When I wake up in the morning before class or before I head to an exam, I usually do not think twice before I throw on a pair of sweat pants and sweat shirt. But could what I wear affect how I perform in the classroom? Does dressing more comfortable affect how I preform, or could it be wearing an outfit that is nicer can do so?
In a unique study I came across the scientists conducted an experiment putting this to the test through lab coats. Within in this single study two different experiments were conducted. First, fifty-eight undergraduate students (19 male, 41 female) were randomly assigned to two groups, one group wore a lab coat and one that wore there own clothing. To create blindness, the subjects wearing lab coats were told all prior subjects wore them as well. Both groups then completed a test that measured the time it took to indicate whether the letters on the screen or red or blue and their accuracy in doing so. The time did not vary between the two groups, but the group that wore lab coats had nearly half the amount of errors as the other group.
The second test divided seventy-four new undergraduate students into two groups. This time both groups were given lab coats. One group was told that the coat they were given was a doctor’s coat and the other group was told the lab coat was a painter’s coat. The people were then surveyed on what they thought of the coat. By doing so, they were able to make a third group based off the people who thought it was a lab coat described as a doctor’s coat. In this test each subject was shown two sets of two pictures. When each set was shown, two of the same pictures were shown on the screen, but each had four minor differences, and they were all instructed to write down the differences they found as quickly as possible. Then, it was measured the time it took and number of differences that were found. The results showed on average, those wearing “a doctor’s coat” found more differences than those who wore the “painter’s coat” and those who saw it as a lab coat not a painter’s coat. The time it took the three groups was relatively similar. This study can lead one to conclude that by wearing the doctor’s coat, one may become more attentive than if they were wearing a regular lab coat or a painter’s coat.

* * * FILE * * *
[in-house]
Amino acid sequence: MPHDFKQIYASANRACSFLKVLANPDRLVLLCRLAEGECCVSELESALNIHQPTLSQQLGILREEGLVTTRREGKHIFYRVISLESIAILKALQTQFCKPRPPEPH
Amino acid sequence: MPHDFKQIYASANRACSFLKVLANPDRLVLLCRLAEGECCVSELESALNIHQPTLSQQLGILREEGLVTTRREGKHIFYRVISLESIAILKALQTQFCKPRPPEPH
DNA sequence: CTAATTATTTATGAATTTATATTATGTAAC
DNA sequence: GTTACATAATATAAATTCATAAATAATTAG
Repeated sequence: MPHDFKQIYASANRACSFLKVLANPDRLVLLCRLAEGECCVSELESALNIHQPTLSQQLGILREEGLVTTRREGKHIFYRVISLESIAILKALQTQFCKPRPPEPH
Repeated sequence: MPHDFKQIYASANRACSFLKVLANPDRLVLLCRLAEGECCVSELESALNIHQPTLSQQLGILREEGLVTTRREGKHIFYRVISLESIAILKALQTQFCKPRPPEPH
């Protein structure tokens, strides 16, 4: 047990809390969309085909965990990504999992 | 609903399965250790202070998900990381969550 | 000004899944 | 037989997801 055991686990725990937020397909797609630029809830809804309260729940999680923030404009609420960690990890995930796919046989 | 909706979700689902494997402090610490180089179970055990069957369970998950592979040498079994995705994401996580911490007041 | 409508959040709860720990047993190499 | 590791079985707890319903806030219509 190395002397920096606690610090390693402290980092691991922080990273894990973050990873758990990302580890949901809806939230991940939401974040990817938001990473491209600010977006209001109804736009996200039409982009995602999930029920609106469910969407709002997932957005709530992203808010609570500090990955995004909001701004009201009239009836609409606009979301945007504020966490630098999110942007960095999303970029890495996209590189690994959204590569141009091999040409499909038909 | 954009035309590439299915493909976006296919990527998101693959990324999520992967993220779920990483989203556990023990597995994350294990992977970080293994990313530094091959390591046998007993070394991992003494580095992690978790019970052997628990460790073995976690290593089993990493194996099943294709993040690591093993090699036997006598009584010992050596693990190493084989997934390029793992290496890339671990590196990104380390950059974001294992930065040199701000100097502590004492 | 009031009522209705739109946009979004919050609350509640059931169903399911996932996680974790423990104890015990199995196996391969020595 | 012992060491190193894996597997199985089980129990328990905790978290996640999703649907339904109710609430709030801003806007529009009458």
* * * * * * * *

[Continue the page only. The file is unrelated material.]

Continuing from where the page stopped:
Multiple studies have shown that a person who is wearing formal attire will have an increased “abstract cognitive processing.” ttp://spp.sagepub.com/content/6/6/661 These studies show that in a way, formal clothes make us feel powerful, giving a person an increased level of confidence they did not have before. Based off the two studies I have concluded to fail to reject the hypothesis that the clothing you wearing can affect how a student performs in the classroom. The studies show that some clothing more than others can make a student more likely to pay closer attention to detail.